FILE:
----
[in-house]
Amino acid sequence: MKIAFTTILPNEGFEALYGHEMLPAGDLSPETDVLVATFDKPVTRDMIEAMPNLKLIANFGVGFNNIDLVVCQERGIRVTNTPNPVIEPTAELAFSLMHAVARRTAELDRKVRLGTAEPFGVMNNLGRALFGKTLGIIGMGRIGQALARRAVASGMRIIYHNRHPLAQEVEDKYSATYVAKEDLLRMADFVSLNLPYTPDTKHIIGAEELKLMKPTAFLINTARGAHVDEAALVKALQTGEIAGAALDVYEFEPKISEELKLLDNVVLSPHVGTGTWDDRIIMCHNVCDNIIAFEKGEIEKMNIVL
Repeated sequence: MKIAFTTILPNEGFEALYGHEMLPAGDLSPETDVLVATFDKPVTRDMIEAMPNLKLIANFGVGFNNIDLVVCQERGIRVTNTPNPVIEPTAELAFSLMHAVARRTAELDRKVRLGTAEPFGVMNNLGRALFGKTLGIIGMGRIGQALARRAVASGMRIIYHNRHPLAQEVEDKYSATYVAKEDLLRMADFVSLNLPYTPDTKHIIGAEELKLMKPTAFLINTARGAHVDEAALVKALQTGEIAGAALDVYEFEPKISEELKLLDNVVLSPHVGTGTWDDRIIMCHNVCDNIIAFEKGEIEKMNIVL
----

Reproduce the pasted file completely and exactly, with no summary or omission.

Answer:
[in-house]
Amino acid sequence: MKIAFTTILPNEGFEALYGHEMLPAGDLSPETDVLVATFDKPVTRDMIEAMPNLKLIANFGVGFNNIDLVVCQERGIRVTNTPNPVIEPTAELAFSLMHAVARRTAELDRKVRLGTAEPFGVMNNLGRALFGKTLGIIGMGRIGQALARRAVASGMRIIYHNRHPLAQEVEDKYSATYVAKEDLLRMADFVSLNLPYTPDTKHIIGAEELKLMKPTAFLINTARGAHVDEAALVKALQTGEIAGAALDVYEFEPKISEELKLLDNVVLSPHVGTGTWDDRIIMCHNVCDNIIAFEKGEIEKMNIVL
Repeated sequence: MKIAFTTILPNEGFEALYGHEMLPAGDLSPETDVLVATFDKPVTRDMIEAMPNLKLIANFGVGFNNIDLVVCQERGIRVTNTPNPVIEPTAELAFSLMHAVARRTAELDRKVRLGTAEPFGVMNNLGRALFGKTLGIIGMGRIGQALARRAVASGMRIIYHNRHPLAQEVEDKYSATYVAKEDLLRMADFVSLNLPYTPDTKHIIGAEELKLMKPTAFLINTARGAHVDEAALVKALQTGEIAGAALDVYEFEPKISEELKLLDNVVLSPHVGTGTWDDRIIMCHNVCDNIIAFEKGEIEKMNIVL